Friday, October 28, 2005

Harriet, Sweet Harriet

by Kyle Michaelis
The next justice on the U.S. Supreme Court will not be Harriet Miers. President Bush's first choice to replace retiring Justice Sandra Day O'Connor withdrew her nomination Thursday morning after an embarrassing couple of weeks for Bush that brought renewed attention to his administration's worst unsettling tendencies to cronyism and subterfuge.

Working so hard to install a loyalist with little written record or judicial qualification blew up in Bush's face when the religious Right proved unwilling to take him at his word that Miers would do their bidding from the bench. Moreover, revelations about Miers hyperbolic flattery towards President (and then-Governor) Bush portrayed both as sharing a laughably indefensible relationship predicated on pure, unadulterated ass-kissing. Whoever said "flattery will get you nowhere" obviously hadn't encountered Bush's degree of egotistical narcissism.

Making this a little bit relevant to the Nebraska political scene, here's what Senators Hagel and Nelson had to say on Miers' withdrawal. The AP reports:
Criticism of Supreme Court nominee Harriet Miers by social conservatives likely will have a long-term political fallout for the Republican Party, Sen. Tom Harkin, D-Iowa, said on Thursday.

"I think by the way she was treated, the Republican Party can kiss the women's vote goodbye," Harkin said. "I think the right wing has captured the Republican Party. They are going to keep pushing their right-wing agenda and they are making it very difficult for moderate Republicans to do anything"....

Sen. Chuck Hagel, R-Neb. said, "This certainly is not the kind of action that any administration would like to see. I think the White House made a very clear calculation and came to the conclusion that this was a nomination that was going to have significant difficulty.

"I think Harriet Miers did a very principled thing in taking herself out of contention. I admire her for that. Her selflessness should be acknowledged. She put the interests of the president and the country over her own interests and that's significant, especially in this town."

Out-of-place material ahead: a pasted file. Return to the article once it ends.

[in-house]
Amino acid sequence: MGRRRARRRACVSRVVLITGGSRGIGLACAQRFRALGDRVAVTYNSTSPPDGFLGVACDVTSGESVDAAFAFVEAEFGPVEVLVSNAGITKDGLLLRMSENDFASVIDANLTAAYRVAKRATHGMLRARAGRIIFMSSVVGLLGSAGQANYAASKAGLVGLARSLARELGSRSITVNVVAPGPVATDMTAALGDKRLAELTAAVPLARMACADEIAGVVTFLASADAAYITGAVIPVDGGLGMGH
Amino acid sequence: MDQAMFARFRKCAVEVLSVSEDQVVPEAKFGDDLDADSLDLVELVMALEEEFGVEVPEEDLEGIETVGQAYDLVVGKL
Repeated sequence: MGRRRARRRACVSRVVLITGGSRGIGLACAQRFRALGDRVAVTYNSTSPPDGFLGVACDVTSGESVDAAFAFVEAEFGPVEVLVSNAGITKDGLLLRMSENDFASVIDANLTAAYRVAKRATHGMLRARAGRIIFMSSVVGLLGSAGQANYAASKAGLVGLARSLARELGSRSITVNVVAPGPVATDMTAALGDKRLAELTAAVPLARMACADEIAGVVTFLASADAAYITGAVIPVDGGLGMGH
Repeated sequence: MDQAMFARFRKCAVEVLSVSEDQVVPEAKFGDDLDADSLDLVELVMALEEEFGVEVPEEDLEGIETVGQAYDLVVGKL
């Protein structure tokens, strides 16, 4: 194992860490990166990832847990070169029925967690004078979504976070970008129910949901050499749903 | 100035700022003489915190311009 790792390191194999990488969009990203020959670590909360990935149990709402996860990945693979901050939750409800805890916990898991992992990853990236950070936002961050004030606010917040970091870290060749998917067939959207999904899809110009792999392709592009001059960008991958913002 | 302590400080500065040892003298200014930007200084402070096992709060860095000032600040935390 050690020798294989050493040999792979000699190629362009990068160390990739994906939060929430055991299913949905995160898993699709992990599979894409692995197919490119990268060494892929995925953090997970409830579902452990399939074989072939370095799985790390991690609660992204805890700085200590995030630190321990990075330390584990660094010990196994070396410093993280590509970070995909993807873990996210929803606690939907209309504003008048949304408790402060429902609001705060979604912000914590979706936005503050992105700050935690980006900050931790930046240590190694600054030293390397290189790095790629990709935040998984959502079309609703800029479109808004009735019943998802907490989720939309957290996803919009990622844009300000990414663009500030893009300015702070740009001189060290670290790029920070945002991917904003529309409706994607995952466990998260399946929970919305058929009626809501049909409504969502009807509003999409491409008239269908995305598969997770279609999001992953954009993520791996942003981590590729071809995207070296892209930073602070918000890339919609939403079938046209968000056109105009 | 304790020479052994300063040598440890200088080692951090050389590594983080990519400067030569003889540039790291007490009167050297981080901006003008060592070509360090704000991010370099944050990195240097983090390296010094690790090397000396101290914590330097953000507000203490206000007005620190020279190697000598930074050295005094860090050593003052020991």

Sen. Ben Nelson, D-Neb., said, "Ms. Miers' nomination was troubled. I respect her decision to withdraw"....

Harkin said Democrats had withheld judgment on Miers, and that damage to her nomination was largely inflicted by conservatives hoping for one of their own to be named to the high court.

He said Bush's decision to allow GOP conservatives to undermine the Miers nomination shows the extent to which social conservatives are now in control of the White House.

"I think the pressure from the right wing just got to be too much," Harkin said. "It shows the power they have."

Hagel, of course, didn't comment on the Right's now-proven ability to destroy this nomination, but I'm sure he's taking notes since these are the cannabilistic lions he thinks he's going to have to win over to have a shot at the presidency.

What's funny is that, had the Miers nomination continued to a vote, it's difficult to imagine either Hagel or Nelson having voted against her confirmation. In fact, with a 10-seat Republican majority in the Senate, I can't bring myself to accept the notion that these sickeningly well-conditioned Republicans would have so repudiated their first-in-command as to actually reject anyone he put up there and stuck behind. They would have fallen in line eventually because that's all this current crop of Republicans knows how to do.

What does it all mean? What secrets - what lessons - does this whole ordeal hold for the future? Will Bush give his crowd the fundamentalist whackadoo to whom they believe themselves entitled even though such a show of their true nature would threaten the integrity of the U.S. Constitution and the fortunes of the Republican Party (not to mention Bush's place in history)? Or, will he go the easy route of selecting someone such as Attorney General Alberto Gonzales, who has already passed muster with the Senate once and would be the nation's first Latino Justice. Perhaps he'll go the even safer route of choosing one of the Senates' own members?

It's all really a matter of how much a "game of chicken" Bush wants to make of this. He's already flinched once. That doesn't put him in a position of strength. With all their recent undermining of the Miers' nomination, Republican rhetoric about every judge deserving an up-or-down vote is going to sound mighty hypocritical if push comes to shove and Democrats are forced to challenge a proven partisan ideologue via a filibuster. In general, Democratic filibustering has been a disasterous course - one that should have been reserved solely for the Supreme Court. Because of Bush's weakness and unpopularity, however, it might well present an opportunity this time around for the Democrats to prove their mettle and stand up for the living, breathing progressive Constitution that the American people demand.

For once, I think it might be time that we borrow a line from Bush (at his most cowboy-ish) - "Bring it on!"


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